Nice article, Forbes (emphasis added by me).
And new research by the Transportation Research Institute of the University of Michigan found an inversely proportional relationship among Generation Y members between internet usage and rates of driver licensure, in the United States and several other western economies. “Countries with higher proportions of internet users were associated with lower licensure rates among young persons, which is consistent with the hypothesis that access to virtual contact through electronic means reduces the need for actual contact among young people,” wrote study authors Michael Sivak and Brandon Schoettle in the journal Traffic Inquiry Prevention.
Most of the people I know without a car still find a way to make “actual contact” with other people. They catch a ride. They walk. They ride public transportation. They bike.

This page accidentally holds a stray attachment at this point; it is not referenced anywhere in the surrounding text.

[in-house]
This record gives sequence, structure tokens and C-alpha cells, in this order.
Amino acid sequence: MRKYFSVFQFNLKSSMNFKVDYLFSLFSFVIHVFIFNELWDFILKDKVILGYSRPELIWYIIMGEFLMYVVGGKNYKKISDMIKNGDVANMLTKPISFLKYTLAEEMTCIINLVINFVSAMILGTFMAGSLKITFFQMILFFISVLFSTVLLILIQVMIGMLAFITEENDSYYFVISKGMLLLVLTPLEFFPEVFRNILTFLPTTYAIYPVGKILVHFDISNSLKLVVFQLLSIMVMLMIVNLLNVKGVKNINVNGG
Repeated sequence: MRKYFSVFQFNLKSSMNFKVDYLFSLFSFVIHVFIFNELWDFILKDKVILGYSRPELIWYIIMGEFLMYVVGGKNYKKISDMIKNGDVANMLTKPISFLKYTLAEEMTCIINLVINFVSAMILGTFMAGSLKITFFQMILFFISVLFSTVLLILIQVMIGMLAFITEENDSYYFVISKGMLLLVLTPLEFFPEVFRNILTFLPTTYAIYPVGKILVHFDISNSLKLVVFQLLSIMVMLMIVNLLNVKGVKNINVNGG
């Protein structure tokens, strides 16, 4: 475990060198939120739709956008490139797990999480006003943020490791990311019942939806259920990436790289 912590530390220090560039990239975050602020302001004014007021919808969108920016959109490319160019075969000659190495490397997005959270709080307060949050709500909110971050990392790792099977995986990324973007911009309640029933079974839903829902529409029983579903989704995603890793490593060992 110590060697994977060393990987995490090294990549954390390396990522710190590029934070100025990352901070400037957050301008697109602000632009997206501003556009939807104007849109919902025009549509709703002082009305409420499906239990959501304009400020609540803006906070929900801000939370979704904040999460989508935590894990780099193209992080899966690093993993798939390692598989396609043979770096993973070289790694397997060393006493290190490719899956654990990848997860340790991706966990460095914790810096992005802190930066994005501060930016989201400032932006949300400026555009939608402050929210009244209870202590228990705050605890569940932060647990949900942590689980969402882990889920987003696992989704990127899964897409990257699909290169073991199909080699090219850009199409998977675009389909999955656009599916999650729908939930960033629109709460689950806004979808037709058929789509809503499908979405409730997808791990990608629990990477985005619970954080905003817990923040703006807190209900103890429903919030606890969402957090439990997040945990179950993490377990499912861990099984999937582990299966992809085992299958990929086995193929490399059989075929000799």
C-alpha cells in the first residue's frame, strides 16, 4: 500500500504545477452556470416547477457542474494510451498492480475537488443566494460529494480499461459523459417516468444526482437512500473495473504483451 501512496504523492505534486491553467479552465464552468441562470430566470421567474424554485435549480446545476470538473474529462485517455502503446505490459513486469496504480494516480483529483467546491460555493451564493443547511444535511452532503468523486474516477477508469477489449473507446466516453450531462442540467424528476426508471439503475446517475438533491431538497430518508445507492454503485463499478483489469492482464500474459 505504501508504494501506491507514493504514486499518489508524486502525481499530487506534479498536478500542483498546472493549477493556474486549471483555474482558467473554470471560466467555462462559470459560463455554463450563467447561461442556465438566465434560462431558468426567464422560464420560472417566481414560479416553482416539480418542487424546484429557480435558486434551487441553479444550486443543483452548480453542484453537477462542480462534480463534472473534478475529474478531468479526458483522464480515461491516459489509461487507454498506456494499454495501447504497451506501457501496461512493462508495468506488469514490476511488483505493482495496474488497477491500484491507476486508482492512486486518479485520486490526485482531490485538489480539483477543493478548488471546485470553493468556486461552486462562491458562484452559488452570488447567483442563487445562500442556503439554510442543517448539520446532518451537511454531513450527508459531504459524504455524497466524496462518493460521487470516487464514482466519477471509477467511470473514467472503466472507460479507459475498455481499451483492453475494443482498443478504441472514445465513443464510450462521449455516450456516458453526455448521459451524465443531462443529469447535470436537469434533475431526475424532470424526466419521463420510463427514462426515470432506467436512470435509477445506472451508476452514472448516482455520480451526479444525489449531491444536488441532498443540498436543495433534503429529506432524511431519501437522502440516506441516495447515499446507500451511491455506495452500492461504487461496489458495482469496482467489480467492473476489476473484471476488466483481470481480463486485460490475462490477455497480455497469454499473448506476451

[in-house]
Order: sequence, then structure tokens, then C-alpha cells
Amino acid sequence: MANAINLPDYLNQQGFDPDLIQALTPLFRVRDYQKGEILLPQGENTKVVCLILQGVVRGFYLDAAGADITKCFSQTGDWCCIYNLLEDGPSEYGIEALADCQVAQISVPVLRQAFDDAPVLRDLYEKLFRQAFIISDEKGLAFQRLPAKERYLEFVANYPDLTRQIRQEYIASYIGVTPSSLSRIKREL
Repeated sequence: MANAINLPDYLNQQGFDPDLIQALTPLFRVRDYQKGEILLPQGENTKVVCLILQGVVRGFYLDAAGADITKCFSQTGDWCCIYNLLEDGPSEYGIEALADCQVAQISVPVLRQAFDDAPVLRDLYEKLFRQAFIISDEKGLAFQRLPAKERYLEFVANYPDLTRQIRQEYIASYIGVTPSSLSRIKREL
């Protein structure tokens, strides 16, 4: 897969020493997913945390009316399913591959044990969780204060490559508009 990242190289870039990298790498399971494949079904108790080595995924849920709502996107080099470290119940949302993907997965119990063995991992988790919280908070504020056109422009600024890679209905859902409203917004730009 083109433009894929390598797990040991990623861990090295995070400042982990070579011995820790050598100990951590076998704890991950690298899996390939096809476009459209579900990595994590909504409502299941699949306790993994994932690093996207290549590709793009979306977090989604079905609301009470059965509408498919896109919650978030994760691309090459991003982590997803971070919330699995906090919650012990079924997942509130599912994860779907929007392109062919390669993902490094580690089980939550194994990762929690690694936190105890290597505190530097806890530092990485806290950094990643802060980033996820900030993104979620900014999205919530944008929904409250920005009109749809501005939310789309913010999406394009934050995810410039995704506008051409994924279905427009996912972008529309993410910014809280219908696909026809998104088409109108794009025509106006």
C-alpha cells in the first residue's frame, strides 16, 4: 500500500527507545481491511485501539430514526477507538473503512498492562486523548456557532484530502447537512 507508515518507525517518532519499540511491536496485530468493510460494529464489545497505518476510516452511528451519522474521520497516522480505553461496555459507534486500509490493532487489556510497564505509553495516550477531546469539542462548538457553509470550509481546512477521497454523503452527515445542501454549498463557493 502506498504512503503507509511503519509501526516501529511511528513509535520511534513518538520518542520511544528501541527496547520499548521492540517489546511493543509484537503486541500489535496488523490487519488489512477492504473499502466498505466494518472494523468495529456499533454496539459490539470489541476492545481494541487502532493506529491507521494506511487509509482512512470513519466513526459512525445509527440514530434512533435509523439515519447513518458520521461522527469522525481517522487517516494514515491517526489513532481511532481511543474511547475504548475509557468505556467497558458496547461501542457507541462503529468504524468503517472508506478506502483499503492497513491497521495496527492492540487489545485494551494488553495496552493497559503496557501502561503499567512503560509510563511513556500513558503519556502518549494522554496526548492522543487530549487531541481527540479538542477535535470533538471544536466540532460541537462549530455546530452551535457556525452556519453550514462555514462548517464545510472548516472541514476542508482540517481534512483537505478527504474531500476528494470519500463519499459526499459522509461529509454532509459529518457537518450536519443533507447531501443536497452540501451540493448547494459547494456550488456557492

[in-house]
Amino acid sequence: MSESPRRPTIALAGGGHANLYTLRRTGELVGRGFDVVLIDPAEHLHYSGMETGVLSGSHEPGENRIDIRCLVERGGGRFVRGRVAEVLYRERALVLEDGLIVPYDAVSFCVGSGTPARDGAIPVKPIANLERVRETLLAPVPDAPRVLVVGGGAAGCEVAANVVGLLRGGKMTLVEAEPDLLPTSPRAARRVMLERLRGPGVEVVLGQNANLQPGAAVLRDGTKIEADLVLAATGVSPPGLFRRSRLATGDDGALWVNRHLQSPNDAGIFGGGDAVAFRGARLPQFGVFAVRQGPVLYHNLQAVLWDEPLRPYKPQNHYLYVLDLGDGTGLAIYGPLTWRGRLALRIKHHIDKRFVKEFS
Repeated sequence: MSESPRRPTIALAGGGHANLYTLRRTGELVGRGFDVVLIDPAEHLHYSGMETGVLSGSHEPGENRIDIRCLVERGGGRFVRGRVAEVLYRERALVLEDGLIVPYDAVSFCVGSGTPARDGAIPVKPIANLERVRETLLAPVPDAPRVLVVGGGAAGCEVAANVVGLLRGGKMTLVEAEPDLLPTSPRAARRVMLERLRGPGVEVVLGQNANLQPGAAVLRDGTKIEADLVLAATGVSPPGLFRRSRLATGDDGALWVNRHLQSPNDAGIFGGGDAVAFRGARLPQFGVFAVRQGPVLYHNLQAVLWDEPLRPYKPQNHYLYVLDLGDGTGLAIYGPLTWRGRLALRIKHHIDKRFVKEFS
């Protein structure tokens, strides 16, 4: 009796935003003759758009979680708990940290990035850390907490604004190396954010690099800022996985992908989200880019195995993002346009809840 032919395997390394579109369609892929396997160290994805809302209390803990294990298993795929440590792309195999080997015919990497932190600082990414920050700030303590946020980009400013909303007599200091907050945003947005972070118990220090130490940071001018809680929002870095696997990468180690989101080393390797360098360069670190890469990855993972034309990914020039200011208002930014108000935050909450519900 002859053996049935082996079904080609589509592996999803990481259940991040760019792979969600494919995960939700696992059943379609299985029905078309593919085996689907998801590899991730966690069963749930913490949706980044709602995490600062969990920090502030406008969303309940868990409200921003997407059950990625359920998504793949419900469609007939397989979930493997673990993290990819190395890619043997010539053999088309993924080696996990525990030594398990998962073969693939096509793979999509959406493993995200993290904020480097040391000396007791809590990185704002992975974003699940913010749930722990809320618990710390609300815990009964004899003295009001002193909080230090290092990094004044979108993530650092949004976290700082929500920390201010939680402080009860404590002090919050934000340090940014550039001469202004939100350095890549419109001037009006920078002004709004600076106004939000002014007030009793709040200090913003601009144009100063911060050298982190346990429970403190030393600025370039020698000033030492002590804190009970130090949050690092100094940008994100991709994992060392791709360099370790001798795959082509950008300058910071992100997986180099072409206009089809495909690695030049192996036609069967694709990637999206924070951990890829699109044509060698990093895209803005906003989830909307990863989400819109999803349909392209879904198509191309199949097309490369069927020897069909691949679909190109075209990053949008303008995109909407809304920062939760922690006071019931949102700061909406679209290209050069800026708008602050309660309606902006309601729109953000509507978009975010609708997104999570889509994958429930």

Sure, they might be using their smart phones to connect and make plans. And plenty of my friends see internet as this most basic utility. But the fact that they don’t own a vehicle isn’t forcing them to stay home and socialize on the internet in leiu of making “acutal contact” with people. In fact, I know at least one person who sold their car so that they’d have more money for going out (and who needs or wants a car for that, anyway?).